I concur on Splash Zone epoxy
putty by Z-Spar. It comes in two shallow cans, one ingredient is yellowish, the other blackish. Open both the can's lids, dip your hands in water (seawater is fine), then dip your hand into one can, scooping out a golfball sized portion, dip the other hand into the other can and extract about the same size glob. It's not exact, and doesn't have to be, it's VERY user-friendly. Mush the two parts
together, continuing to wet your hands to keep the goop from sticking badly to your fingers, until you get a uniform color mass, kind of an olive drab, about the consistency of Play-Dough. Smoosh the stuff into cracks, or roll it into spaghetti, or simply pile it on top of things, on top or underwater, pressing it onto the substrate until it sticks well. Continue caressing, fondling and cavorting with the mix until it molds into the desired shape. It takes a couple hours to harden, so come back to it from time to time to remold or remind it of its future form. After it cures hard it can be filed, sanded, epoxied, or painted (though I wouldn't hold out any hope for underwater painting).
I use the stuff for creating fairings around transducers, I cover my rudder hardware
and shaft strut with it to make streamlined shapes that are easy to clean underwater. I use it for cosmetic and structural fills, and carry it as one of my stalwarts in the damage repair kit. I especially like it for setting stantion bases and pulpits because the bases almost never match the deck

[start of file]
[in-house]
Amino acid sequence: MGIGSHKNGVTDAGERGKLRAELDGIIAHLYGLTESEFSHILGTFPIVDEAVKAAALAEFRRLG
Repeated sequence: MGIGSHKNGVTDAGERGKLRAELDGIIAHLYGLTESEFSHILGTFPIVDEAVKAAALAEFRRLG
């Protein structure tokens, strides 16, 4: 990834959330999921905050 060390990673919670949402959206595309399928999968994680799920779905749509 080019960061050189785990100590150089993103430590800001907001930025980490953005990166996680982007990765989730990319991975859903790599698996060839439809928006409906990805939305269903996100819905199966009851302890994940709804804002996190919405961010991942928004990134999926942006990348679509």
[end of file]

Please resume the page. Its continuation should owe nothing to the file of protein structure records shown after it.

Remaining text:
camber. Simply place a ball of the mix under the base, temporarily bolt the base down, and with water, smooth the excess into a sculpted form that looks like it was planned that way. Later, sand and paint the base, then seal it as you would the deck
If you have leftovers, play with it. You can make some fun stuff on your boat such as drip lips on topside throughhulls, great fillets, or even a sculpted figurehead (one of my future fantasies).
Just remember, when you're done, clean those fingernails diligently or you will not get invited to too many parties. It's something about reaching for the snacks with hands that look like they've been in some nasty stuff.
The note on the polyurethane
sealants is possibly even better for your application, since it flexes. Spash Zone is very hard when cured and wouldn't be a successful in a planked, aging hull